The Robins Try Again

We have a couple of brand new birds’ eggs in what may be a second nest by the robin pair. Now that made me wonder about whether or not the first nest under our deck was a decoy or dummy nest. You probably won’t believe me, but I thought of that before I googled it.

What got me wondering was the nest the robins build under our deck about a week ago and which they seemingly abandoned. See the progress in the video:

My last picture of the first robins’ nest showed that it was empty.

There was only one egg that ever turned up in this nest.

And then we found the new robins’ nest in our front yard crab apple tree.

I wondered if the nest under our backyard deck was a dummy or decoy nest, maybe to discourage a persistent birdwatcher. I checked the web and found a short article on Sialis, “Dummy and Abandoned Nests.” Since Google identified the site as “Not secure,” I can just summarize that the author (who is not identified), reports that some males build nests to provide the female with a number of choices. She picks one and finishes the nest–much more neatly.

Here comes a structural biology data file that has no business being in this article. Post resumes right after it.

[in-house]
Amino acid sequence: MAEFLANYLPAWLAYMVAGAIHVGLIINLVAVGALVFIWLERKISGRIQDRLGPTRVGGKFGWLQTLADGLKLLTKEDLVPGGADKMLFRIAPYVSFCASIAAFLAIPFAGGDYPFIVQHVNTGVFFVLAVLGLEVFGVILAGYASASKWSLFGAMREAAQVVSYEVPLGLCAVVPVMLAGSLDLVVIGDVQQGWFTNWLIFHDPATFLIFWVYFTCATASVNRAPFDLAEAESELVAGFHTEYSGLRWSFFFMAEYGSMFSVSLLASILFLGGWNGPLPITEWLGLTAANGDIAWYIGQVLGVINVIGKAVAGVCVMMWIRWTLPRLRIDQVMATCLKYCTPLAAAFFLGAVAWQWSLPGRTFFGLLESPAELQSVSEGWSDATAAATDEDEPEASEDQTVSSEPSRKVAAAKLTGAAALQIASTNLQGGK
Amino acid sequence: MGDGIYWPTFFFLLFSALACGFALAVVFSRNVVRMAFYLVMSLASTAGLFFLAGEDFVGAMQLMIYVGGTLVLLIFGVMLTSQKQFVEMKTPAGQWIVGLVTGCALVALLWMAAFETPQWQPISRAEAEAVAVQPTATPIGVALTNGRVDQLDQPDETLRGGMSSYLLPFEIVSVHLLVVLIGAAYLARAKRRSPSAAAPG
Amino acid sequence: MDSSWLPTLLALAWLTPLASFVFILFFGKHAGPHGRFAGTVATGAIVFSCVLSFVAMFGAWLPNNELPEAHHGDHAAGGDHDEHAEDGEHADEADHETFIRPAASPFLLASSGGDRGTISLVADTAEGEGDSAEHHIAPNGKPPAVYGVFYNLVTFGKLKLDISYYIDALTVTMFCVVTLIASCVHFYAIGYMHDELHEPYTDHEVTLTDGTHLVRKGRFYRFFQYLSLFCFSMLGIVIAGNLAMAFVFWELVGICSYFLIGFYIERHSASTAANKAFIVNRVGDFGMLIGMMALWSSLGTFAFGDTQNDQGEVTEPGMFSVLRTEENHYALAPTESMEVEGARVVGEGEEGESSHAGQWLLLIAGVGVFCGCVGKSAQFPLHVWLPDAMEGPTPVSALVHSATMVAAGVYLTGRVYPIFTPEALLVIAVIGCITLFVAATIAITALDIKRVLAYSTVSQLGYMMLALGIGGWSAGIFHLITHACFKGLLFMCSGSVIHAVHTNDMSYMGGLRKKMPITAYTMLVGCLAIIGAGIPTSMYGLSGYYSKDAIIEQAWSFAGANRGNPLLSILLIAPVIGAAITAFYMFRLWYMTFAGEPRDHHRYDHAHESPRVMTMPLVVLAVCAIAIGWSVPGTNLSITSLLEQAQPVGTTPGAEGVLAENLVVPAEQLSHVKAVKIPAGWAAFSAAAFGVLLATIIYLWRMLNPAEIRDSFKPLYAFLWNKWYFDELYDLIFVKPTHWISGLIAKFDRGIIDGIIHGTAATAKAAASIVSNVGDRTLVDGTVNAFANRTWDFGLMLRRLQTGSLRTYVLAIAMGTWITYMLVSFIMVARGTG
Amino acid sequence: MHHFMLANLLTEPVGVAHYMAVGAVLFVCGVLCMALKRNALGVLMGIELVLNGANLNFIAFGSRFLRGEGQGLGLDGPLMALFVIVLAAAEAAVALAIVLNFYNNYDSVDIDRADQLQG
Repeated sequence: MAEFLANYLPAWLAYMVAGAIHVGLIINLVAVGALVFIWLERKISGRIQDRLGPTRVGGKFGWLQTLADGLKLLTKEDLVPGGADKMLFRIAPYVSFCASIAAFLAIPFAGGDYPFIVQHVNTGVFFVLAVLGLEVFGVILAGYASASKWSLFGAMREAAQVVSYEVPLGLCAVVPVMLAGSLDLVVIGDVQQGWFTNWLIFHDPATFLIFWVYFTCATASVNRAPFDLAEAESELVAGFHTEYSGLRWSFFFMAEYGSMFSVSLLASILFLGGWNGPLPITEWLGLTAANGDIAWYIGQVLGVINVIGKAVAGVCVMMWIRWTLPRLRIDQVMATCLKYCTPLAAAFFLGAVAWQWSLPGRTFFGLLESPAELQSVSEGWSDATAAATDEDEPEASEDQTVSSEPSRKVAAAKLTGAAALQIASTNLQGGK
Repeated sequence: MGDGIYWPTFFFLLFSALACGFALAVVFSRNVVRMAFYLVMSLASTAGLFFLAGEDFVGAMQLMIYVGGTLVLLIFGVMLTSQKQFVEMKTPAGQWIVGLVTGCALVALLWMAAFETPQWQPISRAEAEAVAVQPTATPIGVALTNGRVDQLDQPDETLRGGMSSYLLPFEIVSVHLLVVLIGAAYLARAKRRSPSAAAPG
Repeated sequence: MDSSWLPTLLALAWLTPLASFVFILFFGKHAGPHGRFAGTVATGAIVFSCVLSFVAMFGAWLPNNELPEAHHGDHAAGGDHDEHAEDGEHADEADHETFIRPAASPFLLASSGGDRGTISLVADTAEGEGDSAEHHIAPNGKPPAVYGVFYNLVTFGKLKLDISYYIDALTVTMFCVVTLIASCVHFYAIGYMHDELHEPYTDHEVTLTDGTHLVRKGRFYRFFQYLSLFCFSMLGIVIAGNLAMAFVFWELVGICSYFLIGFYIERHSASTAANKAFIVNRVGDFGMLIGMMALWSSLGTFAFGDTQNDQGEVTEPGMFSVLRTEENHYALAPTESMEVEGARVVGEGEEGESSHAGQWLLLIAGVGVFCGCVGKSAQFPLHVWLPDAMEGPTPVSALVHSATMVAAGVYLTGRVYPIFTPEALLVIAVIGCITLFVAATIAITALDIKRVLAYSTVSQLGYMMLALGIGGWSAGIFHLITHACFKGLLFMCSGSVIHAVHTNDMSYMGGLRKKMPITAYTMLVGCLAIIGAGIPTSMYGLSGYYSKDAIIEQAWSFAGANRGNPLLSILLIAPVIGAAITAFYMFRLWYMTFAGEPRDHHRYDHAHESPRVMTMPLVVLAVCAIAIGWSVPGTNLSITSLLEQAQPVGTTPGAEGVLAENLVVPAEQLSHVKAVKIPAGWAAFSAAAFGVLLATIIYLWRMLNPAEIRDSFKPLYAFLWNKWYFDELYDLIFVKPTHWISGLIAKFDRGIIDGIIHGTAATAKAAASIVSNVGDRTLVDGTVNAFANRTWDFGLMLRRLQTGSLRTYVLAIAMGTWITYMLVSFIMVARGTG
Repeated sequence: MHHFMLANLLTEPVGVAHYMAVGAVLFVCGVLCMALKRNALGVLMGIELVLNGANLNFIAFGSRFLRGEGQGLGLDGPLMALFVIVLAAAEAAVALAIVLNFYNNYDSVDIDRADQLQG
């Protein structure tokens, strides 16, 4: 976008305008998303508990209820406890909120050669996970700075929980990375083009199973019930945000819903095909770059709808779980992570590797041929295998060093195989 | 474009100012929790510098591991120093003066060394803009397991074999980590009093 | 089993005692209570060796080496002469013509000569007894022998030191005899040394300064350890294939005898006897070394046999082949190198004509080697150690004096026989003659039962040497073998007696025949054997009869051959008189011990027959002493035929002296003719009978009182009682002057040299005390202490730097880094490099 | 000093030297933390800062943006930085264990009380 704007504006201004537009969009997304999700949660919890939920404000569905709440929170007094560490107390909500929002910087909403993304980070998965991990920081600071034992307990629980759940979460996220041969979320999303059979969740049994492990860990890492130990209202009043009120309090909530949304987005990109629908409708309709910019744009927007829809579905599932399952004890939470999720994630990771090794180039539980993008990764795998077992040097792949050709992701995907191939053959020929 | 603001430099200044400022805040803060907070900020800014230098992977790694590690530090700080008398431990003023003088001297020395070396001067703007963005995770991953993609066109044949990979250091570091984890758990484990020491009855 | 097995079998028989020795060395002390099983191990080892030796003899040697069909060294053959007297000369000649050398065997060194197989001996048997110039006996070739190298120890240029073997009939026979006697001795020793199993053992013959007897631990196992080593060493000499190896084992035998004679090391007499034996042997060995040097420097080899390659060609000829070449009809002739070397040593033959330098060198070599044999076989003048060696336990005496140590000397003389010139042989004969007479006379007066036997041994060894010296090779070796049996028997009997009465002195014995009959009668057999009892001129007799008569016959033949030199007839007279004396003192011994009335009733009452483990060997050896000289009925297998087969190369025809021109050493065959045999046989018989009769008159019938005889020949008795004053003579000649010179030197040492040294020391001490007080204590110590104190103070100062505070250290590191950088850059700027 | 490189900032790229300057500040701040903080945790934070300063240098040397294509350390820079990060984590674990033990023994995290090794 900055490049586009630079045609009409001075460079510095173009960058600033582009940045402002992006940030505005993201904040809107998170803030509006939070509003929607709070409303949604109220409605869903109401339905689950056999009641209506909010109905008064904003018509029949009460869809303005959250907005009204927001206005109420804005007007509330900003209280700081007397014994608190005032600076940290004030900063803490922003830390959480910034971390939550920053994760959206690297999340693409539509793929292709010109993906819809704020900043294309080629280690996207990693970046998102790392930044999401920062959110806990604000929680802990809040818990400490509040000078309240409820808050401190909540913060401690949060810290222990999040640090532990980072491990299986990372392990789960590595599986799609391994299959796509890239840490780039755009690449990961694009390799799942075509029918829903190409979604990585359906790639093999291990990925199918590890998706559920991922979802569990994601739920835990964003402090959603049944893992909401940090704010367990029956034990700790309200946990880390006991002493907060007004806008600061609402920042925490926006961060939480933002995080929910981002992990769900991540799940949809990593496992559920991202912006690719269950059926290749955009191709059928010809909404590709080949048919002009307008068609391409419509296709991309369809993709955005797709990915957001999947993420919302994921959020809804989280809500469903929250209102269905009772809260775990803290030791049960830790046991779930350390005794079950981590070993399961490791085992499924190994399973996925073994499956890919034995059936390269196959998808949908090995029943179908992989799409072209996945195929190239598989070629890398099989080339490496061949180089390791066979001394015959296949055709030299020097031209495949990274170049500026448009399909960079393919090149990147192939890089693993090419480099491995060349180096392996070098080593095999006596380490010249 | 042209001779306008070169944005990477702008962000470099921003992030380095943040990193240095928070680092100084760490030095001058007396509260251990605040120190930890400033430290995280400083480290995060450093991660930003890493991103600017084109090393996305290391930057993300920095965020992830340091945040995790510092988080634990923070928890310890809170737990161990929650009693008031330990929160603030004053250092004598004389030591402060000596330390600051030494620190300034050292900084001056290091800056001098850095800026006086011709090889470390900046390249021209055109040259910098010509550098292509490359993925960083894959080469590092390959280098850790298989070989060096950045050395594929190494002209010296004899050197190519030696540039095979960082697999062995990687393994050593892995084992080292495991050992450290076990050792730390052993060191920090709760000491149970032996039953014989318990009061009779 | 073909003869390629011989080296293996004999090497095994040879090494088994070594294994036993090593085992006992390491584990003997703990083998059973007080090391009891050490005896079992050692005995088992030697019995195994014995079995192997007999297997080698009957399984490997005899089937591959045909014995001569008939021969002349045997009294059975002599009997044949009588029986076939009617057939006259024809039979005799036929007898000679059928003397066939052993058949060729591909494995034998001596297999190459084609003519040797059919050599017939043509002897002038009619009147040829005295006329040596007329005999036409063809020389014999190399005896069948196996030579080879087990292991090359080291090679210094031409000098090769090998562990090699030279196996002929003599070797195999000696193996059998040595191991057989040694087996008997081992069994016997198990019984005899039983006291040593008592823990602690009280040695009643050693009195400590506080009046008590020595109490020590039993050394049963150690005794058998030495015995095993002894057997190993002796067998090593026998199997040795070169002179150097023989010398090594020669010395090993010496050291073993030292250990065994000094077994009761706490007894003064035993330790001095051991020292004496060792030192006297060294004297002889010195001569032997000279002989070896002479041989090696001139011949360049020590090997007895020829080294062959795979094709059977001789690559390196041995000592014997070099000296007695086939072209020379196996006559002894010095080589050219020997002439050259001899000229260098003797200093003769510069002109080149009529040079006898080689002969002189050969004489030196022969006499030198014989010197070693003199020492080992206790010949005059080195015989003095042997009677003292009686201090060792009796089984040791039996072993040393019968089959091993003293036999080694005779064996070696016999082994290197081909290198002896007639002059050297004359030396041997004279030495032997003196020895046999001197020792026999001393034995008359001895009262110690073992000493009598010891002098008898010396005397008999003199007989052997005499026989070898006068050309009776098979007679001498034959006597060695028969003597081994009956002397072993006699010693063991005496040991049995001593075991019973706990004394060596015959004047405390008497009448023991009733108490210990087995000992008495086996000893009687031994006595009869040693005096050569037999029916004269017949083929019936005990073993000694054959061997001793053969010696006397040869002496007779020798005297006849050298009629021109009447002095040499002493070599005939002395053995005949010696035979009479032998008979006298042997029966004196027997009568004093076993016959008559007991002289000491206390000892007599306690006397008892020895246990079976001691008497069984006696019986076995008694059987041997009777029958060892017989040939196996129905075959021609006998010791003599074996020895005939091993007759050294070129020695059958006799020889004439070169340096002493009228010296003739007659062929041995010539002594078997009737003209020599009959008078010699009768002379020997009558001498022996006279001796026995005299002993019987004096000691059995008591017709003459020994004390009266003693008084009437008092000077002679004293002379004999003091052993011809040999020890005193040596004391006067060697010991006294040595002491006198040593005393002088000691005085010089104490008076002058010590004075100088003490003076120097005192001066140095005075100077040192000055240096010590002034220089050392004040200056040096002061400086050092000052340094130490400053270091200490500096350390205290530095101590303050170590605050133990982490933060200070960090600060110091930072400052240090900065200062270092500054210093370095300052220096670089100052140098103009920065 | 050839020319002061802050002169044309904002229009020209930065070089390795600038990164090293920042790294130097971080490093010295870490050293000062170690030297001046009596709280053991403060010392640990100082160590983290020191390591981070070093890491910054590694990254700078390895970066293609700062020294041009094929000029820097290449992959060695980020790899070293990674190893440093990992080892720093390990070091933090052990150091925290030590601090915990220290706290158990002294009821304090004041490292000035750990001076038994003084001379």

Some birds build decoy nests because they might have been scared by a possible predator in the area–like a large black crow in our area, which actually did make off with an entire clutch of House Finch nestlings only a week ago.

I found another web site that essentially gave the same explanation and both mentioned somebody named Benjamin E. Leese, who wrote about this topic in something called BlueBird Journal, Summer 2018, p.14 and 15. Unfortunately, I couldn’t find the article, possibly because it’s a print journal and not available on line.

Another thing I wonder about: if the crab apple nest is the real McCoy and the under-the-deck nest was a decoy (hey, those rhyme), the problem with the crab apple nest is that, when approached from the back, it’s wide open to flying predators.

Anyway, both nests were done in a couple of days, although the crab apple nest probably was done after the under-the-deck model. I’m pretty confident that the breeding pair built both of them. I know they all look alike, but that’s my story and I’m sticking to it, evidence or no.

Male has a black head; female has a grayish head

This reminds me of another nest that robins built on our property a few years ago, this one right between our house and the rail of our deck. It was a real Hoorah’s Nest!

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